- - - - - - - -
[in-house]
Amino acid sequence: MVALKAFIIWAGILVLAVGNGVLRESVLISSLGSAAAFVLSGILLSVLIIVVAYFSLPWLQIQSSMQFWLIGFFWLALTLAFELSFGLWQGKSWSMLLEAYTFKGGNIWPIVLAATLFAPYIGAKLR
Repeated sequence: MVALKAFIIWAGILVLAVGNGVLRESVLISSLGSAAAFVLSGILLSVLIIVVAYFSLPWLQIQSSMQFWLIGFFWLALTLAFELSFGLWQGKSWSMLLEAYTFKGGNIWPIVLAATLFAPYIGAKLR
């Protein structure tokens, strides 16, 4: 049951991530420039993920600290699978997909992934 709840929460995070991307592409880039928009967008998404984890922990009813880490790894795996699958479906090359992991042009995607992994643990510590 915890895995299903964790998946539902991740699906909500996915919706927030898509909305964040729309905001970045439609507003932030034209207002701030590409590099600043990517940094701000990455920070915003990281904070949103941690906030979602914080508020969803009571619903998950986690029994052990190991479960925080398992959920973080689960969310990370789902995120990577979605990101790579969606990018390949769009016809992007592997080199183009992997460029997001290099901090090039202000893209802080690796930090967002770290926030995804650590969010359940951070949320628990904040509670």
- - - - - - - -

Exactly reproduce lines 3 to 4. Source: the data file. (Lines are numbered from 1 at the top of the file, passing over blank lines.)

Repeated sequence: MVALKAFIIWAGILVLAVGNGVLRESVLISSLGSAAAFVLSGILLSVLIIVVAYFSLPWLQIQSSMQFWLIGFFWLALTLAFELSFGLWQGKSWSMLLEAYTFKGGNIWPIVLAATLFAPYIGAKLR
């Protein structure tokens, strides 16, 4: 049951991530420039993920600290699978997909992934 709840929460995070991307592409880039928009967008998404984890922990009813880490790894795996699958479906090359992991042009995607992994643990510590 915890895995299903964790998946539902991740699906909500996915919706927030898509909305964040729309905001970045439609507003932030034209207002701030590409590099600043990517940094701000990455920070915003990281904070949103941690906030979602914080508020969803009571619903998950986690029994052990190991479960925080398992959920973080689960969310990370789902995120990577979605990101790579969606990018390949769009016809992007592997080199183009992997460029997001290099901090090039202000893209802080690796930090967002770290926030995804650590969010359940951070949320628990904040509670």